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Civil War Arkansas, 1863 - The Battle for a State (Paperback): Mark K. Christ Civil War Arkansas, 1863 - The Battle for a State (Paperback)
Mark K. Christ
R457 R374 Discovery Miles 3 740 Save R83 (18%) Ships in 7 - 11 working days

The Arkansas River Valley is one of the most fertile regions in the South. During the Civil War, the river also served as a vital artery for moving troops and supplies. In 1863 the battle to wrest control of the valley was, in effect, a battle for the state itself. In spite of its importance, however, this campaign is often overshadowed by the siege of Vicksburg. Now Mark K. Christ offers the first detailed military assessment of parallel events in Arkansas, describing their consequences for both Union and Confederate powers.

Christ analyzes the campaign from military and political perspectives to show how events in 1863 affected the war on a larger scale. His lively narrative incorporates eyewitness accounts to tell how new Union strategy in the Trans-Mississippi theater enabled the capture of Little Rock, taking the state out of Confederate control for the rest of the war. He draws on rarely used primary sources to describe key engagements at the tactical level--particularly the battles at Arkansas Post, Helena, and Pine Bluff, which cumulatively marked a major turning point in the Trans-Mississippi.

In addition to soldiers' letters and diaries, Christ weaves civilian voices into the story--especially those of women who had to deal with their altered fortunes--and so fleshes out the human dimensions of the struggle. Extensively researched and compellingly told, Christ's account demonstrates the war's impact on Arkansas and fills a void in Civil War studies.

This Day We Marched Again - A Union Soldier's Account of War in Arkansas and the Trans-Mississippi (Paperback): Mark K.... This Day We Marched Again - A Union Soldier's Account of War in Arkansas and the Trans-Mississippi (Paperback)
Mark K. Christ
R558 R514 Discovery Miles 5 140 Save R44 (8%) Ships in 10 - 15 working days

A testament to the valor and determination of a common soldier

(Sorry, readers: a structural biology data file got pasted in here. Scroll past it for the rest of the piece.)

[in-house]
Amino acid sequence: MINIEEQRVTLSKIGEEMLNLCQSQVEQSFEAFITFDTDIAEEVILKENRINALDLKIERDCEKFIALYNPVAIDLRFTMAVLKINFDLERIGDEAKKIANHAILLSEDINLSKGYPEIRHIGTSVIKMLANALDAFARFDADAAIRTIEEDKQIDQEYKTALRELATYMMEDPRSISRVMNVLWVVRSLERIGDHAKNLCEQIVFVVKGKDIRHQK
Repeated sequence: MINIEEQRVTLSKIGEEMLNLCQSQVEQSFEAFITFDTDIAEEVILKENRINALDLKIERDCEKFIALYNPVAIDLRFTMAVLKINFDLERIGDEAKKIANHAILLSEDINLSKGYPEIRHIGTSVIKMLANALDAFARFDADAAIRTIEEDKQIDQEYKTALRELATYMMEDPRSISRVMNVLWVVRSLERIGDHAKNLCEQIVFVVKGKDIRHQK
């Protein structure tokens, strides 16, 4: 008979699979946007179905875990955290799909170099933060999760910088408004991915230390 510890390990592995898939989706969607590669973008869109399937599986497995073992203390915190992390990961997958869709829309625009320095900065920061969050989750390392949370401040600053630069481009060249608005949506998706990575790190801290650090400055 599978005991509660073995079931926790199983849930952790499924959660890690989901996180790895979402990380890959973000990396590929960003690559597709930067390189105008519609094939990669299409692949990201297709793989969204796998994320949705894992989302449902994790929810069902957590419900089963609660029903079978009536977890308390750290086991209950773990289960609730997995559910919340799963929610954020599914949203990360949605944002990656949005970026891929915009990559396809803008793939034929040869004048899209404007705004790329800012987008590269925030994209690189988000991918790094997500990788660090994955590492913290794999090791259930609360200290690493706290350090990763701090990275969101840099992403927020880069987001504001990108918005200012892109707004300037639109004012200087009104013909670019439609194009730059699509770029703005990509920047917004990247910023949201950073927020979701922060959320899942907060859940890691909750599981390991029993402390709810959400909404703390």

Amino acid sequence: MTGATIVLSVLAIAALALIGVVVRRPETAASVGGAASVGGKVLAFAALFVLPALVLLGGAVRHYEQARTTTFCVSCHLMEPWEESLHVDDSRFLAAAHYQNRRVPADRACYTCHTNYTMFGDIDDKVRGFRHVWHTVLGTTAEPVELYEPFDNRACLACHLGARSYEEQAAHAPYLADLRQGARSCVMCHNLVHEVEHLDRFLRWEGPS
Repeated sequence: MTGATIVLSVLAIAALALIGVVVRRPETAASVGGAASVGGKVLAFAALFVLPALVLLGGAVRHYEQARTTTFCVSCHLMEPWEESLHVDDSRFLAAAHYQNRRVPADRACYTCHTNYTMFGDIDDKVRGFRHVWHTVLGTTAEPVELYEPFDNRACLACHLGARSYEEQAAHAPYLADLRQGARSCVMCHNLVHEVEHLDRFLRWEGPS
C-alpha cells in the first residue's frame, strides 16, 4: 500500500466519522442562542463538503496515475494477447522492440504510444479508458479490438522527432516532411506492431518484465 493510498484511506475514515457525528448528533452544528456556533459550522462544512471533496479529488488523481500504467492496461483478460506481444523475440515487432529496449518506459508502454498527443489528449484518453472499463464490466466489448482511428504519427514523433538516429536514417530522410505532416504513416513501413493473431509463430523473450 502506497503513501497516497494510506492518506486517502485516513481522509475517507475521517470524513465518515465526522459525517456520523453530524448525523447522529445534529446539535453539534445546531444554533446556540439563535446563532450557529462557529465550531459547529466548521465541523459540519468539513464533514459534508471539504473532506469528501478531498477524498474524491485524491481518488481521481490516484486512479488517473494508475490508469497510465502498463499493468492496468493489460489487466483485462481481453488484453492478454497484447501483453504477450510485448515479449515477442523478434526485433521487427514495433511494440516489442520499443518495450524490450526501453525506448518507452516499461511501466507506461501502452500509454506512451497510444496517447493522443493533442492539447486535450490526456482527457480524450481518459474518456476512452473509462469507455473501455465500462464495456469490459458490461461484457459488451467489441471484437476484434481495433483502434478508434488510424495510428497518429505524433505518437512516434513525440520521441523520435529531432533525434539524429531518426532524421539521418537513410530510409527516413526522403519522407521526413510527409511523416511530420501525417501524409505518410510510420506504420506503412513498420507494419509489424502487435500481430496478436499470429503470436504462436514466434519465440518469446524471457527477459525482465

On September 17, 1861, twenty-two-year-old Jacob Haas enlisted in the Sheboygan Tigers, a company of German immigrants that became Company A of the Ninth Wisconsin Infantry Regiment. Over the next three years, Haas and his comrades marched thousands of miles and saw service in Arkansas, Kansas, Missouri, and the Indian Territory, including pitched battles at Newtonia, Missouri, and Jenkins' Ferry, Arkansas.
Haas describes the war from the perspective of a private soldier and an immigrant as he marches through scorching summers and brutally cold winters to fight in some of the most savage combat in the west. His diary shows us an extraordinary story of the valor and determination of a volunteer soldier. Though his health was ruined by war, Haas voiced no regrets for the price he paid to fight for his adopted country.

"All Cut to Pieces and Gone to Hell" - The Civil War, Race Relations, and the Battle of Poison Spring (Paperback, illustrated... "All Cut to Pieces and Gone to Hell" - The Civil War, Race Relations, and the Battle of Poison Spring (Paperback, illustrated edition)
Mark K. Christ; Edited by Mark K. Christ
R300 R243 Discovery Miles 2 430 Save R57 (19%) Ships in 7 - 11 working days

Dogwood trees were in full bloom as Union General Frederick Steele led 8,500 soldiers out of comfortable quarters in Little Rock and into the pine and scrub woodlands of southwest Arkansas. Steele's intended target was Shreveport, Louisiana. He planned to join another Union force coming from Fort Smith, bringing his projected complement to 12,500 troops, and then link with another Federal army in Louisiana.

I Do Wish This Cruel War Was Over - First Person Accounts of Civil War Arkansas from the Arkansas Historical Quarterly... I Do Wish This Cruel War Was Over - First Person Accounts of Civil War Arkansas from the Arkansas Historical Quarterly (Paperback)
Mark K. Christ, Patrick G Williams
R792 Discovery Miles 7 920 Ships in 7 - 11 working days

I Do Wish this Cruel War Was Over collects diaries, letters, and memoirs excerpted from their original publication in the Arkansas Historical Quarterly to offer a first-hand, ground-level view of the war's horrors, its mundane hardships, its pitched battles and languid stretches, even its moments of frivolity. Readers will find varying degrees of commitment and different motivations among soldiers on both sides, along with the perspective of civilians. In many cases, these documents address aspects of the war that would become objects of scholarly and popular fascination only years after their initial appearance: the guerrilla conflict that became the "real war" west of the Mississippi; the "hard war" waged against civilians long before William Tecumseh Sherman set foot in Georgia; the work of women in maintaining households in the absence of men; and the complexities of emancipation, which saw African Americans winning freedom and sometimes losing it all over again.
Altogether, these first-person accounts provide an immediacy and a visceral understanding of what it meant to survive the Civil War in Arkansas.